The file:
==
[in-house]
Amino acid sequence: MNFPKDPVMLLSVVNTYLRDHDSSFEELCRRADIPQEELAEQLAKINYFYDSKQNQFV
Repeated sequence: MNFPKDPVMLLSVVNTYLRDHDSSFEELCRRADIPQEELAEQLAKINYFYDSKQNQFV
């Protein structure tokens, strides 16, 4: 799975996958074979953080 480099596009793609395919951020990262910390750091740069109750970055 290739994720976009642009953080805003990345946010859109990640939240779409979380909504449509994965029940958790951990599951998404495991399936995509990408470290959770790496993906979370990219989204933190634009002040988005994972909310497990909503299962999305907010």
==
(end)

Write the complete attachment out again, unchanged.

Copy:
[in-house]
Amino acid sequence: MNFPKDPVMLLSVVNTYLRDHDSSFEELCRRADIPQEELAEQLAKINYFYDSKQNQFV
Repeated sequence: MNFPKDPVMLLSVVNTYLRDHDSSFEELCRRADIPQEELAEQLAKINYFYDSKQNQFV
């Protein structure tokens, strides 16, 4: 799975996958074979953080 480099596009793609395919951020990262910390750091740069109750970055 290739994720976009642009953080805003990345946010859109990640939240779409979380909504449509994965029940958790951990599951998404495991399936995509990408470290959770790496993906979370990219989204933190634009002040988005994972909310497990909503299962999305907010």